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The [Friday] Papers

1. Tickets for TeaCon 2011, which will be held at the Renaissance Schaumburg Hotel & Convention Center this weekend, are sold out. Just FYI.

2. United CEO Says Boeing 787 'A Game-Changer'.

Plane flies totally on instruments.


"The new jet is the first commercial airliner built using carbon fiber - a strong, lightweight, high-tech plastic - rather than the typical aluminum skin."

Or you can choose paper.


"It is quieter and uses about 20 percent less fuel than a comparably sized aluminum aircraft," AP reports."

Though it is also 20 percent less recyclable.


"The 787s have an extended range and its cabin have bigger windows and larger overhead compartments."

Additional fees may apply.


"For improved passenger comfort, the humidity can be controlled and the air pressure during flights will be equivalent to an altitude of 6,000 feet instead of the conventional 8,000 feet."

So the equivalent of being within earshot of Rahm Emanuel.

3. "A Central Illinois farmer and the manager of the former Towanda Grain Co. were indicted Thursday for their alleged roles in a $14 million fraud scheme against the elevator, a financial services firm and other businesses, federal prosecutors said Thursday," the Bloomington Pantagraph reports.

The elevator declined to comment but through a spokesman said it was filled with regret.

4. What is the true state of the Chicago Public Schools? Who knows. A new study has implications not only for the claims of school officials and political leaders but a media that lazily repeats those claims without rigorous examination.


"What's surprising is the results we came up with are the opposite of what publicly reported statistics show," Stuart Luppescu, the lead author of the study, told the Sun-Times. "Publicly reported statistics show the elementary schools improving, and the high schools have been flat."


"While high schools have long been considered the system's Achilles heel, the study indicates CPS high schools 'managed to accomplish a miracle,' said Barbara Radner, director of DePaul University's Center for Urban Education. Although each year of arriving freshmen showed up unprepared and not much more capable than the batch before them, high schools held on to an increasing number of them, and prodded them into improved ACT scores, Radner said.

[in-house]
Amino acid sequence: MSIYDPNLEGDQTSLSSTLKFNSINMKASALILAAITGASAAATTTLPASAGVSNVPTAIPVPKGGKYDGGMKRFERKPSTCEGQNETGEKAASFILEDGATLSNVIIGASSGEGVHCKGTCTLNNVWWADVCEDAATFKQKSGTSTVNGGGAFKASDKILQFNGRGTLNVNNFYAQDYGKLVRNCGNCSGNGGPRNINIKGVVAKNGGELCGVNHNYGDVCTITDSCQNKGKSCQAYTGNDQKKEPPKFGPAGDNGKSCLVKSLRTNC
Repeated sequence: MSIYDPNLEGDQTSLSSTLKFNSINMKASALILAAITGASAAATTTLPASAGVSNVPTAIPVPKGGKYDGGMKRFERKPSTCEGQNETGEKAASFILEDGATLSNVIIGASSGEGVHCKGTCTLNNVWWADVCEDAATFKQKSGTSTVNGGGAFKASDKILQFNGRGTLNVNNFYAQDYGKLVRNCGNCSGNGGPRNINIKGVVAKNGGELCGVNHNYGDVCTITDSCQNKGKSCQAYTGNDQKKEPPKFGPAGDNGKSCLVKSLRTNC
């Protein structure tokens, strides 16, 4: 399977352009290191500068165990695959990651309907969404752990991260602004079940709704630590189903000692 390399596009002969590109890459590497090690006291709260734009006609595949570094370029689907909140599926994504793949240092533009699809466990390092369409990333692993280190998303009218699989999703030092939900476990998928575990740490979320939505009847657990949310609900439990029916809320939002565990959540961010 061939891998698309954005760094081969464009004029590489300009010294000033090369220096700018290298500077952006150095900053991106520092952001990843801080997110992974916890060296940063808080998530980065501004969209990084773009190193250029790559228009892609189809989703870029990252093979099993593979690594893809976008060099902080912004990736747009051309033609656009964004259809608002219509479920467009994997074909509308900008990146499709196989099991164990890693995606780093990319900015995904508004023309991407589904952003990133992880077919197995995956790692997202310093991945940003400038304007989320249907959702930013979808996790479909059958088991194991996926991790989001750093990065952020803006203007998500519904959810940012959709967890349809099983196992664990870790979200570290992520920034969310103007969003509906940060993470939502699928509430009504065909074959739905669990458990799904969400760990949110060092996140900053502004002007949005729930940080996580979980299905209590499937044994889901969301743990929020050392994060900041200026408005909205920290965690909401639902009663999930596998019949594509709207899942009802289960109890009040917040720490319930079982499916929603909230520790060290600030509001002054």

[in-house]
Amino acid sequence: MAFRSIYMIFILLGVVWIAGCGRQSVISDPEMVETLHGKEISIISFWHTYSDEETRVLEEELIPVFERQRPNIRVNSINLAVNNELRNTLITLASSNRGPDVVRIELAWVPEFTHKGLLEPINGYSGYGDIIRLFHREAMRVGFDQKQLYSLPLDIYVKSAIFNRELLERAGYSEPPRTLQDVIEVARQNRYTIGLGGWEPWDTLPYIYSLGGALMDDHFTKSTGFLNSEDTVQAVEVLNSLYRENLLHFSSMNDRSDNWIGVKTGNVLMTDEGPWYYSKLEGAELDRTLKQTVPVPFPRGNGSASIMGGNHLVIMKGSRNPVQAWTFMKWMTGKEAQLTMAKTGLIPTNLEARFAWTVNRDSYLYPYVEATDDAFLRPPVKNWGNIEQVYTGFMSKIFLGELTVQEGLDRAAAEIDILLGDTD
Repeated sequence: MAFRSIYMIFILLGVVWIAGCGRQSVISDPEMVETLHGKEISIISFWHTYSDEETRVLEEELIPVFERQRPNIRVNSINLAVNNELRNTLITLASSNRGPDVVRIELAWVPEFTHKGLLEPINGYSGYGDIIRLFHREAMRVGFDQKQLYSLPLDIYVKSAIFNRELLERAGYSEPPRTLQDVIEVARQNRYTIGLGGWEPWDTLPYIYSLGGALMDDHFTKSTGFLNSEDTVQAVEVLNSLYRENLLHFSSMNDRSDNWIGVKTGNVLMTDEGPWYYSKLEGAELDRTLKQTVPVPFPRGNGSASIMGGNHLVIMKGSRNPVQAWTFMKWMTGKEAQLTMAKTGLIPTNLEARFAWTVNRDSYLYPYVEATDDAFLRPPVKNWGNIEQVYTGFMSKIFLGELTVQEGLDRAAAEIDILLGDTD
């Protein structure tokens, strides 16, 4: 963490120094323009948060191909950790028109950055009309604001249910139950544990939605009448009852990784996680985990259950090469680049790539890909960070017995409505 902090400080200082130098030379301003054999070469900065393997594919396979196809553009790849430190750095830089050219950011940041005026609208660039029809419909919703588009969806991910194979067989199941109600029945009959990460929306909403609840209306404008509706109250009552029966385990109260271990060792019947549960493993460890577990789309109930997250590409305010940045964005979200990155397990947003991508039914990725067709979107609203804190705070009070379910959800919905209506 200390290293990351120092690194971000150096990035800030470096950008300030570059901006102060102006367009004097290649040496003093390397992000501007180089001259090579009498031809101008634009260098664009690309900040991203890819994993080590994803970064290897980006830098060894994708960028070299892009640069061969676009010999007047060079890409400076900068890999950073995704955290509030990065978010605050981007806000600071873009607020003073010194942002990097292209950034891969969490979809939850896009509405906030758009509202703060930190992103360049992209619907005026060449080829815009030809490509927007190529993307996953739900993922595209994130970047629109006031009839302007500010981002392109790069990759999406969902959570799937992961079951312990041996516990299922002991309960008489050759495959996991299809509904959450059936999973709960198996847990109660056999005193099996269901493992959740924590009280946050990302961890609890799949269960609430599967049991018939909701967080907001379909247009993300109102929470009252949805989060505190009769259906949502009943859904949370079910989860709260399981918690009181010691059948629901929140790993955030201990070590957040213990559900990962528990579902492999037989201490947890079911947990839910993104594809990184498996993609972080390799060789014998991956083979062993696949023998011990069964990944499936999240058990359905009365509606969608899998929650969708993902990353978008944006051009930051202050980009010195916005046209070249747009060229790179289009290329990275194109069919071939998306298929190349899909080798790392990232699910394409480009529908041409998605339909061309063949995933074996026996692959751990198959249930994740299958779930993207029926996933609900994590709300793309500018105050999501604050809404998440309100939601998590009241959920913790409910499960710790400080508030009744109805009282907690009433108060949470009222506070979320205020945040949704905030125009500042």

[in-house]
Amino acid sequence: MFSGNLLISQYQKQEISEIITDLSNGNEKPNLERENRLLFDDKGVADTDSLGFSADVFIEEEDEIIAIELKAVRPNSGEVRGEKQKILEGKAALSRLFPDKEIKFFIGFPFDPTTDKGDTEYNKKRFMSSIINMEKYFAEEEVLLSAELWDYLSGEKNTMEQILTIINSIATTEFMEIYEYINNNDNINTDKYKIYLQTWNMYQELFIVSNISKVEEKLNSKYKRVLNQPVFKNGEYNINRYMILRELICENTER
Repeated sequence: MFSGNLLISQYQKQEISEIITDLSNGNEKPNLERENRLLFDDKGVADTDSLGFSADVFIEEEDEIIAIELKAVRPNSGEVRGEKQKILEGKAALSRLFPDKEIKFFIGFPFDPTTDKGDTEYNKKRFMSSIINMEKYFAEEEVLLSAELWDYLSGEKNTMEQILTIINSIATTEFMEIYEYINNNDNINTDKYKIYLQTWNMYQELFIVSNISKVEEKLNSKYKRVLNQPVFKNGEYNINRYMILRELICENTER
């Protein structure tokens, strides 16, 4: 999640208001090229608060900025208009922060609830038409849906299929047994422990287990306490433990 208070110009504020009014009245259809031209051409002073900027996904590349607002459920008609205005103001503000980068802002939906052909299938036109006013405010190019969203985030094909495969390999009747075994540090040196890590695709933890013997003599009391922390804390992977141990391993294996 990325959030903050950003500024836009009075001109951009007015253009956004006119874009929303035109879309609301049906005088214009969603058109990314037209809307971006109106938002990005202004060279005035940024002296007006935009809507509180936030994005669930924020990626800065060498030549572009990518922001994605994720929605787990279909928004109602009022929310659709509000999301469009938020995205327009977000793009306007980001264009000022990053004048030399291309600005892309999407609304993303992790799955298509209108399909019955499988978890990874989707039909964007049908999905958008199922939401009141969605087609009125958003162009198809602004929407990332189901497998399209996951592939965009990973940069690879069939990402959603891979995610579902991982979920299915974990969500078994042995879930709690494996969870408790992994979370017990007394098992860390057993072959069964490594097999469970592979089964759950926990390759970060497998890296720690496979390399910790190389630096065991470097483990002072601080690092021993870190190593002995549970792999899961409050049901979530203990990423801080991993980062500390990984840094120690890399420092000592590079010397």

"However, Radner said, after years of news conferences in which Daley trumpeted gains in elementary reading scores, 'in the end, the emperor doesn't have as many clothes as we thought.'"

Funny, in fact, how fast the emperor has been shedding clothes since he left office.


"Among the report's major messages is that 'publicly reported statistics used to hold schools and districts accountable for making academic progress are not accurate measures of progress.' Changes to the state tests, including changes in content and scoring , makes 'year over year comparisons nearly impossible without complex statistical analyses, such as those undertaken for this report,' Consortium researchers contended."

Duh. If only the Consortium would now go back and study how local news organizations have reported test scores and other commonly used statistics to make their readers and viewers dumber, not smarter.


"Luppescu blamed the publicly reported gains that vanished under further scrutiny on not only test changes but on state reporting methods that divide kids into those who passed or didn't pass state standards. The passing bar is too low and crude of a measuring stick, Luppescu said, and schools would be better served looking at their average score rather than the percent who passed."